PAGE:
DevDorian
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LED resistor data disparity

Thu Aug 06, 2015 6:55 am

I'm a beginner when it comes to electronics so please be kind. I've hit a wall on something seemingly very simple and can't google my way around it so I figure I'd throw the question out here.

I am learning how to simply blink a LED on and off using the GPIO pins. Now I can find and follow tutorials all day long but I want to know the, "why" and in this case how a resistor is chosen for a circuit.

I have found LED calculator pages online ( http://led.linear1.org/1led.wiz ) as well as formulas for calculating this myself. For this question I'll use the result I got from the calculator for simplicity.

I find that a basic 5mm green LED puts out a forward voltage of 2.0v and a rated forward current of 20ma (https://www.sparkfun.com/products/9592). As well the Raspberry Pi puts out 3.3v. Entering this into a calculator gives me a resistor choice of 68 ohms 1/8W.

My issue is that none of the tutorials use this. This one (https://projects.drogon.net/raspberry-p ... ingle-led/) uses 270 ohms.

This one (https://www.youtube.com/watch?v=IP-szuon2Bk) uses a 330 ohm.

So my question is what am I doing wrong? I get 68 ohms while everyone else is using higher ohms. I don't want to burn my components out and want to get this right.

dpenezic
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Re: LED resistor data disparity

Thu Aug 06, 2015 10:02 am

Hi,

your calculation is O.K. , however nothing in real world isnt black or white, mostly we use grey :) .

In most case we want to get same resolute with lowest possible power consumption.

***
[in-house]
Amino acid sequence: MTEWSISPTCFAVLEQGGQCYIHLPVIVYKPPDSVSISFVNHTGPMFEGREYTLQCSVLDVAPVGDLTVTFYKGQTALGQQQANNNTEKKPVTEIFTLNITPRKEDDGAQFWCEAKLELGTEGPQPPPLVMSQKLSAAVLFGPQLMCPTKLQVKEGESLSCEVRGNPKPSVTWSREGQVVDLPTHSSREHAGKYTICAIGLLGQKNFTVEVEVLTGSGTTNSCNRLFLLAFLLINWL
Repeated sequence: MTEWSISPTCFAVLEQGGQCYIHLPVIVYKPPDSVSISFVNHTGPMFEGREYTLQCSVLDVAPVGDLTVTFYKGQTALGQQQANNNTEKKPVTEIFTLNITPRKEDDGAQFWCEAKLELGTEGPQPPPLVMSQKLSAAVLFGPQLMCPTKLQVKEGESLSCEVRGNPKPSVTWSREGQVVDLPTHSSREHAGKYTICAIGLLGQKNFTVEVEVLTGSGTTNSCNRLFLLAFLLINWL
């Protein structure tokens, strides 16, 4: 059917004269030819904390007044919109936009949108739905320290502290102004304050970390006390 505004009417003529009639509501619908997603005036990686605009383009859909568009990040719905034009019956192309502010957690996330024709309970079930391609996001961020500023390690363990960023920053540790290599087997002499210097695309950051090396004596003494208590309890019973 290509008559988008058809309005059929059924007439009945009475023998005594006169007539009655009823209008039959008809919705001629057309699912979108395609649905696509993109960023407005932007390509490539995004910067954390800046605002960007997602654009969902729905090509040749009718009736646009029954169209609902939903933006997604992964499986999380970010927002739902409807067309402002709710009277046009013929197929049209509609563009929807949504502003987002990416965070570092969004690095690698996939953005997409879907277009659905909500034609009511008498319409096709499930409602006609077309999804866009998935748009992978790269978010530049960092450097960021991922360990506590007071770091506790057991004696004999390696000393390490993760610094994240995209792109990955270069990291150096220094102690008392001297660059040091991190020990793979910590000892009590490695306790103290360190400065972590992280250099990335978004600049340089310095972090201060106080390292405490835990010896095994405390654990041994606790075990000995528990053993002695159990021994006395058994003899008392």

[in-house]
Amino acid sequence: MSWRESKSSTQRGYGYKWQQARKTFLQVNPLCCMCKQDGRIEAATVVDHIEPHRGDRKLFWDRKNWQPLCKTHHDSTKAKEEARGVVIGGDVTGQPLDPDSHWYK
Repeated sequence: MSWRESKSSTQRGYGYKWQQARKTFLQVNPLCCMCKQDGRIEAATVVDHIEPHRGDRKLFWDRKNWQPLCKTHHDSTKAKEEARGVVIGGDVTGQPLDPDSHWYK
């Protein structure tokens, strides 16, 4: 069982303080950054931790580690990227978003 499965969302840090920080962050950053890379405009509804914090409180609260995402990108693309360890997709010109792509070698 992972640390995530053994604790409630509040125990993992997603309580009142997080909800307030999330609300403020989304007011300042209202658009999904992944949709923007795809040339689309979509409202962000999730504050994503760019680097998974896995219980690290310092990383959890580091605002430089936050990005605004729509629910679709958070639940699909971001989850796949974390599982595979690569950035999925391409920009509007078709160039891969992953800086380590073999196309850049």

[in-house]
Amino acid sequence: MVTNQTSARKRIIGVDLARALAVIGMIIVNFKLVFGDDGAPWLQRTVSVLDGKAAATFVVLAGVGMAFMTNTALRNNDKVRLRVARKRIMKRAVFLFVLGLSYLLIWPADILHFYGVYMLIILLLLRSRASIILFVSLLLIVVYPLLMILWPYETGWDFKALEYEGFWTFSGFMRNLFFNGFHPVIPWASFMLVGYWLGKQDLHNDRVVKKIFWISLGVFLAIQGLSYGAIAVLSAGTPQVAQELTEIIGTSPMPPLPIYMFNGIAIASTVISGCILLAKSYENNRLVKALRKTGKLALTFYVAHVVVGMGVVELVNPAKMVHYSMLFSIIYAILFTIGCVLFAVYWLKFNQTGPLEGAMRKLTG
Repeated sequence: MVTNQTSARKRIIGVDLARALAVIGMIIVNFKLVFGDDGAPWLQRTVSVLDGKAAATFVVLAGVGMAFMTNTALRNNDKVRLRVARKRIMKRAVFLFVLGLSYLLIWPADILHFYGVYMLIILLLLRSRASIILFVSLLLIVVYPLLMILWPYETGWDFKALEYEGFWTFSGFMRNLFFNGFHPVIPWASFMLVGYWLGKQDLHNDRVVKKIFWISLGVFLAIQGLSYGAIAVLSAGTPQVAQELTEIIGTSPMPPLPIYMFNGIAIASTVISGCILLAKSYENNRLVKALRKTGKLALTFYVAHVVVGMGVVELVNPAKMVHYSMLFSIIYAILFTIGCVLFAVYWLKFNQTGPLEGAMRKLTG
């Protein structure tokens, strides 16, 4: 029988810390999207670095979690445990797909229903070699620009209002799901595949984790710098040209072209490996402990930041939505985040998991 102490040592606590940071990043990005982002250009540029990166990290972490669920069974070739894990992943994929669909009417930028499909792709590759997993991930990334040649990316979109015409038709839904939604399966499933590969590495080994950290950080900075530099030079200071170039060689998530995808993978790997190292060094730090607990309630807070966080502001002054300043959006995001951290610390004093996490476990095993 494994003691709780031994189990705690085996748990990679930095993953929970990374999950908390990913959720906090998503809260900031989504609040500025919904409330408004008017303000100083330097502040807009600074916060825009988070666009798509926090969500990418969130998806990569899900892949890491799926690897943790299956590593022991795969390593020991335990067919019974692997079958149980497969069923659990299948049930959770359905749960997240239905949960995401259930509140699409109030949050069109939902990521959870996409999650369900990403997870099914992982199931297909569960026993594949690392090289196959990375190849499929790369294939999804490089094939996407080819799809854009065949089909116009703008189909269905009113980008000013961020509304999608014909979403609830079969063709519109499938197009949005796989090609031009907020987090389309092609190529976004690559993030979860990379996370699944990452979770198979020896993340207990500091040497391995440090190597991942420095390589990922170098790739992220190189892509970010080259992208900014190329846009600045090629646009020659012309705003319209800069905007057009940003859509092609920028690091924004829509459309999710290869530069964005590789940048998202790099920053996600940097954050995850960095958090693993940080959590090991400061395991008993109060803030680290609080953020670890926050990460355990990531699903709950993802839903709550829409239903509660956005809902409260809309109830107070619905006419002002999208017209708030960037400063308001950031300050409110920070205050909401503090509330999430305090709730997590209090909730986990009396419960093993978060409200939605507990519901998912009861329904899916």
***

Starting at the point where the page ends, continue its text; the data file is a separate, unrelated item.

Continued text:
For example i mostly use 1K resistor for led that just need to light, and for "must see" LEDs I use 680E.

So basically answer on your question 68E is O.K., but same result you will get with 330E or even 680E .

Regards,
Dubravko

Massi
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Re: LED resistor data disparity

Thu Aug 06, 2015 10:16 am

and 20mA is too much for a GPIO. With a bigger resistor you are limiting the current, your led will be less bright but your pi will be happier :)

ame
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Re: LED resistor data disparity

Thu Aug 06, 2015 10:18 am

Your calculations are correct, but there are two things to be aware of. Firstly, 20mA will give you a really bright LED, which might be too bright to be comfortable. You can probably get a pleasing glow with only 10mA.

The second point is that you shouldn't draw 20mA from a Pi GPIO. You should draw less than about 16mA per pin (or a total of 50mA for all pins). So, you can recalculate your resistor with 16mA (the maximum allowed), or provide some margin and use 10mA.

With 10mA, the calculation becomes Vs-Vf/If => 3.3-2/0.01 => 130 ohms.

If you use a higher value resistor then the current will be even lower (and the brightness will be less too, but maybe acceptable), so 270R and 330R will be fine. Even 1k should show a glimmer of light.

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PeterO
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Re: LED resistor data disparity

Thu Aug 06, 2015 11:37 am

DevDorian wrote: I find that a basic 5mm green LED puts out a forward voltage of 2.0v and a rated forward current of 20ma (https://www.sparkfun.com/products/9592).